provided the batteries are fresh and correctly installed.
Units must be installed by a qualified electrician.
Smoke alarms for the hearing impaired: Special
purpose Smoke Alarms should be installed for the
hearing impaired. They include a visual alarm and an
audible alarm horn, and meet the requirements of the
Americans With Disabilities Act. These units can be
interconnected so if one unit senses smoke, all units
alarm. They do not operate if electricity fails. Units
must be installed by a qualified electrician. BRK
Electronics® Model 100S is an AC powered unit that
has an 85 decibel alarm and a 177 candela strobe
light, which flashes rapidly when the unit is in alarm.
All these units are designed to provide early warning
of fires if located, installed and cared for as described
in the user’s manual, and if smoke reaches them. If you
are unsure which type of unit to install, refer to NFPA
(National Fire Protection Association) 72 (National Fire
Alarm Code) and NFPA 101 (Life Safety Code). National
Fire Protection Association, One Batterymarch Park,
Quincy, MA 02269-9101. Also check your local building
codes which may also require specific units in new
construction or in different areas of the home.
IMPORTANT!
PLEASE READ CAREFULLY AND SAVE:
This user’s manual contains important
information about your Smoke Alarm’s
operation. If you are installing this unit for use
by others, you must leave this manual—or a
copy of it—with the user.
WHERE TO INSTALL SMOKE ALARMS
INSTALLING SMOKE ALARMS IN SINGLE-FAMILY AND MULTI-FAMILY RESIDENCES
NEW CONSTRUCTION
The National Fire Protection Association (NFPA), recommends one Smoke Alarm on every floor, in every sleeping
area, and in every bedroom. In new construction, the Smoke Alarms must be AC powered and interconnected. See
“Agency Placement Recommendations” for details. For additional coverage, it is recommended that you install a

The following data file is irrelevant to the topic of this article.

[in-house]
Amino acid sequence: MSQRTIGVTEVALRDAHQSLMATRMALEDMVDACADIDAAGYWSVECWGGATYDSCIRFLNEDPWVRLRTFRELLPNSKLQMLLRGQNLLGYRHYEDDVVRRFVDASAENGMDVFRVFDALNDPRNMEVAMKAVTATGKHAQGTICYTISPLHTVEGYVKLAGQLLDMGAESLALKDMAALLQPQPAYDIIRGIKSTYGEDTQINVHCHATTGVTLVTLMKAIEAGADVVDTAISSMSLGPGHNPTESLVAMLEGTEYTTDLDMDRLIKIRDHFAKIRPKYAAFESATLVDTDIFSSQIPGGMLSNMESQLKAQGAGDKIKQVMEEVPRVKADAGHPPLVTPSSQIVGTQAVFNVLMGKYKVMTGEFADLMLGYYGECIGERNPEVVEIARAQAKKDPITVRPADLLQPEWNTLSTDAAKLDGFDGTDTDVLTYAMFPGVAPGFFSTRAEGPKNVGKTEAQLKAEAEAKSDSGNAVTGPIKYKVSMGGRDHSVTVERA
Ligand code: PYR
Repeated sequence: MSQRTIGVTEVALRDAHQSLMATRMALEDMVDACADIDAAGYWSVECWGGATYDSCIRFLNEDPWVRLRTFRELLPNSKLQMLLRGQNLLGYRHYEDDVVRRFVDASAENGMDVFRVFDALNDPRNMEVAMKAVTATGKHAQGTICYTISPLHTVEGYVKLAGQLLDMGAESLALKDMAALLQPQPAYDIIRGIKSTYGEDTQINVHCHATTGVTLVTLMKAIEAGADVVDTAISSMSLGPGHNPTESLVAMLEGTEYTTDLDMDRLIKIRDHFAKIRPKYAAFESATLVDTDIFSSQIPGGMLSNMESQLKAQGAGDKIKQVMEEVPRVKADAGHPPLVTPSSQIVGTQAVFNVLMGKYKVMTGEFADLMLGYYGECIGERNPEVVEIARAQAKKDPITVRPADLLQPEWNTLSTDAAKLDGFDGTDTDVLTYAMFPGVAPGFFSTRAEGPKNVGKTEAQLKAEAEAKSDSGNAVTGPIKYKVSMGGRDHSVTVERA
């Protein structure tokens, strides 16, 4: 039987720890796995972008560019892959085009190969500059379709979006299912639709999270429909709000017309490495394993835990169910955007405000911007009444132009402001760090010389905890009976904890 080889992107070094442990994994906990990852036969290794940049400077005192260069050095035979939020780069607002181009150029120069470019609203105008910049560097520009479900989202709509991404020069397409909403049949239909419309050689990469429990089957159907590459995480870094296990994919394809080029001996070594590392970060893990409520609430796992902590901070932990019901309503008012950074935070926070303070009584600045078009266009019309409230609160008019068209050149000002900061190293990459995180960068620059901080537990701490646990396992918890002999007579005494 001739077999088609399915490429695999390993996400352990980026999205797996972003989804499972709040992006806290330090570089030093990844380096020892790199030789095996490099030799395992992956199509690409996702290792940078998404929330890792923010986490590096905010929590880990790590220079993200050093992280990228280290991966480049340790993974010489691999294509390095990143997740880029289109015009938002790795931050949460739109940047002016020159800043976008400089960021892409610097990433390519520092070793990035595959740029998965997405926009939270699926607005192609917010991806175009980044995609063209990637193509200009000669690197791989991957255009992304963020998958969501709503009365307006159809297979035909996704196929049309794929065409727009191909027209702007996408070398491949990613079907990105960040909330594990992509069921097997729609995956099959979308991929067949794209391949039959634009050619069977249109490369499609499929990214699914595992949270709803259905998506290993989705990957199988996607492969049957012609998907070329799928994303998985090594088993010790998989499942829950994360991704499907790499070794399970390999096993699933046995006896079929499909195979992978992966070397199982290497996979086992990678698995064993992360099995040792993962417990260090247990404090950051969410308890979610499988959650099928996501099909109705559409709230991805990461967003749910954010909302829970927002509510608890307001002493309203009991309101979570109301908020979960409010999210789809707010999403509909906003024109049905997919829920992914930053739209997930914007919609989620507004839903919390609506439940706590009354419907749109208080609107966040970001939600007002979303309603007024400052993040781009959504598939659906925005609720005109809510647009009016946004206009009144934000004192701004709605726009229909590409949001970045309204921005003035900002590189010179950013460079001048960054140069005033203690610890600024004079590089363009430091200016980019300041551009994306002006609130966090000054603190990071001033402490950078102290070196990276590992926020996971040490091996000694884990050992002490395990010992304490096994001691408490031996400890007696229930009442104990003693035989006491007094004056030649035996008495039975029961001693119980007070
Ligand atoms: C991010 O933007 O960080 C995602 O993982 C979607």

Smoke Alarm in all rooms, halls, storage areas, finished attics, and basements, where temperatures normally
remain between 40˚F (4˚C) and 100˚F (38˚C). Make sure no door or other obstruction could keep smoke from reaching the Smoke Alarms.
KEY:
BEDROOM
BEDROOM
KITCHEN
DINING ROOM
BEDROOM
HALL
REQUIRED TO MEET
NFPA RECOMMENDATIONS
RECOMMENDED FOR
ADDITIONAL PROTECTION
LIVING ROOM
KITCHEN
LIVING ROOM
BEDROOM
FINISHED BASEMENT
SINGLE-STORY RESIDENCE, APARTMENT,
MOBILE HOME
SMOKE ALARMS WITH SILENCE
FEATURES RECOMMENDED FOR
ADDITIONAL PROTECTION
INTERCONNECTED AC OR
AC/DC SMOKE ALARMS
EXISTING HOMES
MULTI-STORY RESIDENCE
KEY:
REQUIRED TO MEET
NFPA RECOMMENDATIONS
BEDROOM
BEDROOM
HALL
BEDROOM
KITCHEN
DINING ROOM
RECOMMENDED FOR
ADDITIONAL PROTECTION
LIVING ROOM
KITCHEN
LIVING ROOM
BEDROOM
FINISHED BASEMENT
SINGLE-STORY RESIDENCE, APARTMENT,
MOBILE HOME
MULTI-STORY RESIDENCE
1
SMOKE ALARMS WITH SILENCE
FEATURES RECOMMENDED FOR
ADDITIONAL PROTECTION
More specifically, install Smoke Alarms:
National Fire Protection Association, One Batterymarch
Park, Quincy, MA 02269-9101. Additional local building and regulatory codes may apply in your area.
Always check compliance requirements before